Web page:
Two exhibitions were launched at Constitution Hill last week – The South African History Archive’s Battle Against Forgetting; Human Rights and the Unfinished Business of the TRC and Breaking the silence: A luta continua, a project of the Human Rights Media Centre.
Speaking at the launch Catherine Kennedy, director of the South African History Archive (SAHA) said the fact that it had not been necessary to update the material for the Battle Against Forgetting; exhibition that draws on archival collections housed at SAHA, is an indictment.
Remembering the first public hearings of the South African TRC, launched 21 years ago she decried the lack of progress achieved. Introducing key speakers, including Yasmin Sooka, the executive director of the Foundation for Human Rights (FHR) as a leading thinker and practitioner in the field of transitional justice Kennedy acknowledged that SAHA’s memory project would not be possible without the FHR’s support. Ms Sooka in turn commended SAHA for its tireless work on accessing information through the Promotion of Access to Information Act (PAIA). She traced back the incredible journey taken by commissioners that had brought South Africa to the point in 2016 where a lack of political will and resolution calls for even harder work to ensure that the recommendations of the truth commission are implemented including a campaign for access to the archives of the TRC.
The urgent need to press harder to challenge the evasions of the keepers of the archive and complete the unfinished business of the TRC was expressed in the presentation of Shirley Gunn, Director of the Human Rights Media Centre (HRMC), executing projects focused on the impact of apartheid through the stories of victims of gross human rights violations. Breaking the silence documents a process involving thousands of Khulumani Support Group members in the Western Cape to tell the stories of their lives under apartheid through a variety of media. While the two exhibitions serve to jolt the nation out of its amnesic slumber the Open Secret project, led by the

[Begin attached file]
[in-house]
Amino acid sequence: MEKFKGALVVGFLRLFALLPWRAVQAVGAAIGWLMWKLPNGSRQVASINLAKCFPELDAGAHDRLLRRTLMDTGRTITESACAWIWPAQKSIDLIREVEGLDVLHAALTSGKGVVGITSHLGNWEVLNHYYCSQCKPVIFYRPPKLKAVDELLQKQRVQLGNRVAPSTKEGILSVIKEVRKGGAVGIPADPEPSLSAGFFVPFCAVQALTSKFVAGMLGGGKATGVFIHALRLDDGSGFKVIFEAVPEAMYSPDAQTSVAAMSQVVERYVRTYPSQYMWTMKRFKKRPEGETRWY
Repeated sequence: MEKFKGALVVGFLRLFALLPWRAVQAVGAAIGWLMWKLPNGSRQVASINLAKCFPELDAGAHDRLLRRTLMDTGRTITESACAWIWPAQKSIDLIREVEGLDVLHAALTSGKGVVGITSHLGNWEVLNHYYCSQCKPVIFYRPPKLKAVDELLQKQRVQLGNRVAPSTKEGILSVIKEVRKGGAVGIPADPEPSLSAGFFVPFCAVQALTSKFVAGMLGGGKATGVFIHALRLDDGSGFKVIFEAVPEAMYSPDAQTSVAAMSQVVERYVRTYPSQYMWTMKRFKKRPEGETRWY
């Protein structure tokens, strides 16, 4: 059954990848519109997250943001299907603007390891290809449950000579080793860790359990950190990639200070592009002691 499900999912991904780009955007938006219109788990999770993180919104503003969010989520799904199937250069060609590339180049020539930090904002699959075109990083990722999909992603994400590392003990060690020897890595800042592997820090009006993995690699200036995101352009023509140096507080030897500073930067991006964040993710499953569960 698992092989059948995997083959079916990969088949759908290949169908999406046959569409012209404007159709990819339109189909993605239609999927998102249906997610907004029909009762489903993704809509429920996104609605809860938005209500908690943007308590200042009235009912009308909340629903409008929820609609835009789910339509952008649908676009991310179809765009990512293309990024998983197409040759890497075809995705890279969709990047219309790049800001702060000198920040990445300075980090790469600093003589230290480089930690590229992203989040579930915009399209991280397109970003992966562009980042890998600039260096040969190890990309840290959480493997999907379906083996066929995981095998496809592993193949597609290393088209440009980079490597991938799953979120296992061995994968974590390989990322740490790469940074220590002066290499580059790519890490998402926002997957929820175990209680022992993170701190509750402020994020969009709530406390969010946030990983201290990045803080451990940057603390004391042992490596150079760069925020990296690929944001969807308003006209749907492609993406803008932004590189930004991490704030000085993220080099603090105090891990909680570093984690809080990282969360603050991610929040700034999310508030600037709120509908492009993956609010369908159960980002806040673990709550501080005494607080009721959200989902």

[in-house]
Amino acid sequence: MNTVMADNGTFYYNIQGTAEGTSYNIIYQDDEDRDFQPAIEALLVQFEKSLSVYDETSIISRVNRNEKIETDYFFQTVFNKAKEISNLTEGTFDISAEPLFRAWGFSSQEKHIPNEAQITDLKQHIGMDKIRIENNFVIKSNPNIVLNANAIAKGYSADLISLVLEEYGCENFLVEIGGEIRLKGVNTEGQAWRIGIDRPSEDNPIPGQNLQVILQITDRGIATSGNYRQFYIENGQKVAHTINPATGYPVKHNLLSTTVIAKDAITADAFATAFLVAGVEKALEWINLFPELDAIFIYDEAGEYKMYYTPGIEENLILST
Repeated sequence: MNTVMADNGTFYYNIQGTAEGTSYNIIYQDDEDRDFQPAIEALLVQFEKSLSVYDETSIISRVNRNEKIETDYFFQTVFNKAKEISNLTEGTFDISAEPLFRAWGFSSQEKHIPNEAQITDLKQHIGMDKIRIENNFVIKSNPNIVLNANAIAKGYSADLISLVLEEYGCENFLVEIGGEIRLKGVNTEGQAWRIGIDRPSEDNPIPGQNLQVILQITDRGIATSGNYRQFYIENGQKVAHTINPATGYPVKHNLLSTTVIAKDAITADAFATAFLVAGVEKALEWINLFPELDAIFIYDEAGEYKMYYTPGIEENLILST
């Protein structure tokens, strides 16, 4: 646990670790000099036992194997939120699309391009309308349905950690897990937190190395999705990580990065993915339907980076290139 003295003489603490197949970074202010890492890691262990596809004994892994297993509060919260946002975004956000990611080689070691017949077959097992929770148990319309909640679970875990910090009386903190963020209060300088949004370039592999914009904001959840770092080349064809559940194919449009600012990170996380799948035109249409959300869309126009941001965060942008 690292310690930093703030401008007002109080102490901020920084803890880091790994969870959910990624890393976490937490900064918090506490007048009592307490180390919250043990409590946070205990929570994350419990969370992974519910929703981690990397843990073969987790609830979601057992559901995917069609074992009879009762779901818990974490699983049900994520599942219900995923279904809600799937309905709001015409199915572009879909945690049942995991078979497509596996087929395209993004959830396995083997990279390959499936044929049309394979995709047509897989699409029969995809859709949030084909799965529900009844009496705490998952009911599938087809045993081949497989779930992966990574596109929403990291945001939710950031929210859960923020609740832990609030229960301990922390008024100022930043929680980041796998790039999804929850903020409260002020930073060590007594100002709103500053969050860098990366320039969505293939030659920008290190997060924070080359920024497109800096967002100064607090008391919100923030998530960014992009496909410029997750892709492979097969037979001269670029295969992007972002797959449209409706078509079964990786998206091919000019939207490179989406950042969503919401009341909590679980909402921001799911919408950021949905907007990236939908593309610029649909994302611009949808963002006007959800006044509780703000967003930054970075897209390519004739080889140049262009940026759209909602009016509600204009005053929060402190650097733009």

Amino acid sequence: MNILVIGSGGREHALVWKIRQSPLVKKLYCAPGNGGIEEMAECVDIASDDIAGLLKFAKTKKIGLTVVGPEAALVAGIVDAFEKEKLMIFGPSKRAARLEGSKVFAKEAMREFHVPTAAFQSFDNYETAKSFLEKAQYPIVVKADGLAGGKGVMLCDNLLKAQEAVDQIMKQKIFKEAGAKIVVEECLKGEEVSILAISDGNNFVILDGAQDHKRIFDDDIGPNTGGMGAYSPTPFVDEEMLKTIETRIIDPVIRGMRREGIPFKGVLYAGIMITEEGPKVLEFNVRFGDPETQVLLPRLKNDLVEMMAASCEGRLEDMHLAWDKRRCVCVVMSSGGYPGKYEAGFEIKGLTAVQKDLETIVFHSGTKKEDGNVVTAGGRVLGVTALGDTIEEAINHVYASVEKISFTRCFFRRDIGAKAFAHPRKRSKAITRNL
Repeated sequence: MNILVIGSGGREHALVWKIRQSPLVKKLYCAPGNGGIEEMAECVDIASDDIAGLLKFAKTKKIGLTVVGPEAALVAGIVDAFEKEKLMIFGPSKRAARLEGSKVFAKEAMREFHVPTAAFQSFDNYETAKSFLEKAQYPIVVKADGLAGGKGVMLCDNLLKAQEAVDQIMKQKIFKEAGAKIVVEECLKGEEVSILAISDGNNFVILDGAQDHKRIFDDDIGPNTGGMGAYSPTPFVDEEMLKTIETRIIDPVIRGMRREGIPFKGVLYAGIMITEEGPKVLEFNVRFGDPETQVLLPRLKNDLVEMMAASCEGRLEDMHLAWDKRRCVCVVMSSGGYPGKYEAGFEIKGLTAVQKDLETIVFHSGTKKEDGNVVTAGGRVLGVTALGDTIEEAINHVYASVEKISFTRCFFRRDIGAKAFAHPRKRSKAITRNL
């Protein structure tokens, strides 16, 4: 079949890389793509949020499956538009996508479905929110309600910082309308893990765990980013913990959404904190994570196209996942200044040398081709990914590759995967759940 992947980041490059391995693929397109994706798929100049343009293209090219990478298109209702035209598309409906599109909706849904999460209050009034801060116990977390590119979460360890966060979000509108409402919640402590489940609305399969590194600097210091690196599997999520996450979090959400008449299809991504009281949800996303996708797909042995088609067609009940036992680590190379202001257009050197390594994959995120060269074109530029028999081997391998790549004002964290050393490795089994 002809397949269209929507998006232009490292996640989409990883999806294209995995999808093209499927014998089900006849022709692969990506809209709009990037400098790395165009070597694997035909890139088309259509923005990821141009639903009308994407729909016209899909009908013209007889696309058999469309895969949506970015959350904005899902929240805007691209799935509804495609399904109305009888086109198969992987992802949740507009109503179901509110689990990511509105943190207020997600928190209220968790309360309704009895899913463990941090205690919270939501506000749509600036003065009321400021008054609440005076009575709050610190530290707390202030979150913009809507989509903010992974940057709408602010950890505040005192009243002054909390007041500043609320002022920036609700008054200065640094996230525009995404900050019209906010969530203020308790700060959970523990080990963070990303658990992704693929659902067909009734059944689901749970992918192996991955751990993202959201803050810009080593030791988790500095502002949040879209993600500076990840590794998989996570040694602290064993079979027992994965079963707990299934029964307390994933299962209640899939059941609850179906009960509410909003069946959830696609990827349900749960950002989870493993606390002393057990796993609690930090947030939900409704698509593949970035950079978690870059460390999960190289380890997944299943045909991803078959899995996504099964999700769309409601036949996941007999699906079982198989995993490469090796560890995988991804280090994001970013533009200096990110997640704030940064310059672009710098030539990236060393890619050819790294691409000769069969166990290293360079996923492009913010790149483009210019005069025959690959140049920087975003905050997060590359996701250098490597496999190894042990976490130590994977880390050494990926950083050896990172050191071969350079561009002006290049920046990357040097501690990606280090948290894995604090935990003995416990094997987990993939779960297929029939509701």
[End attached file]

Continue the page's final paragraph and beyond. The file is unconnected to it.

Hennie Van Vuuren, a senior researcher focuses on the legacy of grand corruption under apartheid and how the corruption in both private and public sector shaped the power networks active in South Africa today.
For further information about the exhibitions mounted at Constitution Hill, Braamfontein and three forthcoming film screenings followed by discussions, visit www.saha.org.za or http://www.sabctrc.saha.org.za/
- THURSDAY 21 APRIL, 17h30 for 18h00: A Snake Gives Birth to a Snake. This documentary confronts the incredibly complex issues that surround conflict resolution, memory, and healing in communities emerging from genocide and other forms of conflict in South Africa, Northern Ireland, Rwanda, and the Balkans.
- TUESDAY 3 May, 17h30 for 18h00: Indians Can't Fly is an award winning documentary that tells the story of Ahmed Timol, a 29-year-old Roodepoort teacher and anti-apartheid activist who fell from the 10th floor of the security police building in Johannesburg in 1971. A police inquest concluded that Timol committed suicide while under interrogation, but questions remain whether he may have been pushed, or tortured to death and thrown from the window. It has been suggested that the roadblock at which Timol was captured Nobody responsible for his capture and interrogation has ever been held accountable. The documentary is narrated by Timol's nephew Imtiaz Ahmed Cajee, author of Timol: Quest for Justice.
- THURSDAY 5 May, 17h30 for 18h00: We Never Give Up II. Two documentary films produced by the Human Rights Media Centre (HMRC), We Never Give Up and We Never Give Up II, follow the stories of Khulumani Support Group members in the Western Cape, who suffered multiple atrocities during apartheid.
- The screenings will be followed by discussions.
To find out more about each event visit www.saha.org.za